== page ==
We must not therefore go out to campaign merely to ask the people to elect us so that we can wield power. We need power not to ensconce ourselves into positions of power for the sake of power. We need power to serve our people in order to ensure that there is delivery of services to them. We need power to uplift ourselves. We do not even have funds for the campaign, unlike most political parties. We believe that on the basis of the twin pillars of our philosophy of self-help and self-reliance, that we can conduct our campaign through voluntary service that we should be prepared to render to our Party.

When the Campaign Manager and the National Organiser address us during this Conference, we need to listen carefully to what roles we need to play in the forthcoming election campaign. There is a role for each and every one of us. Let people return to the old spirit that prevailed in this Party before. We did not do things on the basis of what is in it for each one of us before 1994. We worked on the basis of how much what we do advances our common cause.

People have become corrupted since the dawn of democracy in our land in 1994. People only want to be elected to positions for whatever perks of office their positions bring for them. On the one hand, people have become greedy to the extent that every person wants to be elected either to the Councils or to provincial and/or national Parliaments. Last year, I was deeply wounded when people vowed to fold their arms just because they were not included in the election lists. As we celebrate our 25th anniversary, I hope that we will bury these terrible, terrible attitudes here at this venue on Sunday when we leave for our homes to inspire others to mobilise for the forthcoming local government elections.

During our annual general conference last year, we adopted resolutions which began a widespread process of consultation. They contained questions and propositions to be tabled before our party branches for discussion. Discussions were held and many reports were received which indicated that the main concern of the body politic of the IFP is about development and our going back to our political roots in our communities. The consultative work which has taken place during the past year clearly shows that this is the time for collective leadership of our party, that our party is ready for it. This is a time that the party must be led from the grassroots and everyone must prove the worth of his or her leadership by showing what can be done and promoting our culture of self-help and self-reliance. It is the time for everyone to become a leader of our revolutionary goodwill, mobilising people to take charge of their destinies of making a personal contribution towards a better tomorrow.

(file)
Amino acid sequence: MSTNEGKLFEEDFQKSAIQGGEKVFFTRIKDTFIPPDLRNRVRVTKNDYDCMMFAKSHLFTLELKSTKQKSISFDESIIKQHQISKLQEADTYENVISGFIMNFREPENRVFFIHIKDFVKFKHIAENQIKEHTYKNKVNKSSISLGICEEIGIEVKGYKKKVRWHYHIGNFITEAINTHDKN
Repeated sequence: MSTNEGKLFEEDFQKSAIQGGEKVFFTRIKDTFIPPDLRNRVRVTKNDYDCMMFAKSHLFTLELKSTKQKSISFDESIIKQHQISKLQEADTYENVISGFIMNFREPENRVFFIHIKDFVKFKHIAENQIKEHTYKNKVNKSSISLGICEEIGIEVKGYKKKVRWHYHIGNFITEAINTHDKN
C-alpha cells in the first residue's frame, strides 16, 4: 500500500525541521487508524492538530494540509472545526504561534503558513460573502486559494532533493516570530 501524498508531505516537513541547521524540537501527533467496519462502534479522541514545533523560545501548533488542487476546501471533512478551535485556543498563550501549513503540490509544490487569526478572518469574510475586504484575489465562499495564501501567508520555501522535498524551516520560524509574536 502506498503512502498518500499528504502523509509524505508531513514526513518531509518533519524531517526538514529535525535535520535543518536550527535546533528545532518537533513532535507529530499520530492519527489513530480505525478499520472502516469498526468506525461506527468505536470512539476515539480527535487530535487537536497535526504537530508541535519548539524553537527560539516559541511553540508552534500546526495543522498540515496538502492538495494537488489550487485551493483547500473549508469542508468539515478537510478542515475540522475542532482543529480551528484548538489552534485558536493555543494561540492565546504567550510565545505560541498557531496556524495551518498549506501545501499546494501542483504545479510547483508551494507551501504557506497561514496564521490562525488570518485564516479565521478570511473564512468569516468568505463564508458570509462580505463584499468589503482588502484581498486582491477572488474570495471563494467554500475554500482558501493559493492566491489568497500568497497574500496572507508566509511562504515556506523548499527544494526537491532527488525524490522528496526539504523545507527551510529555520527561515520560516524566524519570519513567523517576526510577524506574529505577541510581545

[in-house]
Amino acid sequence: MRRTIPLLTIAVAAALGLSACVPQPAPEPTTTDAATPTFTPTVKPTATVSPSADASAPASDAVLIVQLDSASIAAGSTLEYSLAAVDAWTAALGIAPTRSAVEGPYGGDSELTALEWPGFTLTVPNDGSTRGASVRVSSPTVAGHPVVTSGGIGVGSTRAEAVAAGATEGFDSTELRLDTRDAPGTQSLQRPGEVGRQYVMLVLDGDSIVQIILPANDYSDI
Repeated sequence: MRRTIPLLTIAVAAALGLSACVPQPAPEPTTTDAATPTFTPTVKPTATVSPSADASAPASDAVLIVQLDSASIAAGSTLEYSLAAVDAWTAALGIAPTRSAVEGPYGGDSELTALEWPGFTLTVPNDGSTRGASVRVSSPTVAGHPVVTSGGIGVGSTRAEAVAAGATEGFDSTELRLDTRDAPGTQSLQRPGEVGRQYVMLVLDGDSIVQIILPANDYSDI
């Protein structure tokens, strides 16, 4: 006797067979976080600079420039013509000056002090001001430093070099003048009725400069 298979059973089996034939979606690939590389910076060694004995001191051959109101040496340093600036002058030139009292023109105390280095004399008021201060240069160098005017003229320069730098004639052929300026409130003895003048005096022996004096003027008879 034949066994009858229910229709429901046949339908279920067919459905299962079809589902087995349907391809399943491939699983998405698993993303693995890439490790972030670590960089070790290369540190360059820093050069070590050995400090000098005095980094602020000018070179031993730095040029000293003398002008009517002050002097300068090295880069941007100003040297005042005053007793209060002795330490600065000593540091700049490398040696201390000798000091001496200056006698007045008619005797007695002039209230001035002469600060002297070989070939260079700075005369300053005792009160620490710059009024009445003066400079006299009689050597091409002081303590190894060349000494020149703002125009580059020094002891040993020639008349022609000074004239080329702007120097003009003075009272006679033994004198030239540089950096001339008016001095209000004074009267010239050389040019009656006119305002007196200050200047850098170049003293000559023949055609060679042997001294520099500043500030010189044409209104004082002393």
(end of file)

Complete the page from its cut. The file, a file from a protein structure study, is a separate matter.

This year, on this occasion, the message of my leadership of the party is that the party must be led from the grassroots. The time has come for the party to be lifted from the bottom up and for people to prove their worth without being spoon-fed with directives and instructions. I wish this conference to apply its mind on how to take further the resolutions we adopted last year. The issues were identified. The policies are in place. We have heard the concerns of our people. We have heard their aspirations. The IFP body politic wants the IFP to play more of the same role which gave reason to our existence. Our people want us to lead the struggle for development. The purpose of this conference is to set out plans which enable our people to become leaders of the struggle for development within their own communities. In this respect, each discussion group of this conference has indeed the same subject matter to deal with, even though from different viewpoints, which is the challenge of promoting development at community level through our revolution of goodwill.

I call upon all members of this conference to bring about a miracle of rebirth and regeneration. We go back to our roots to move forward into the 21st century. We think about the original inspiration of our genesis, to walk with our people ahead of our times towards our future. The future belongs to the IFP and the IFP belongs to the future. We have the responsibility of leading the struggle of securing a future of development and prosperity and, with the heart of gold and support of our people, we shall not fail.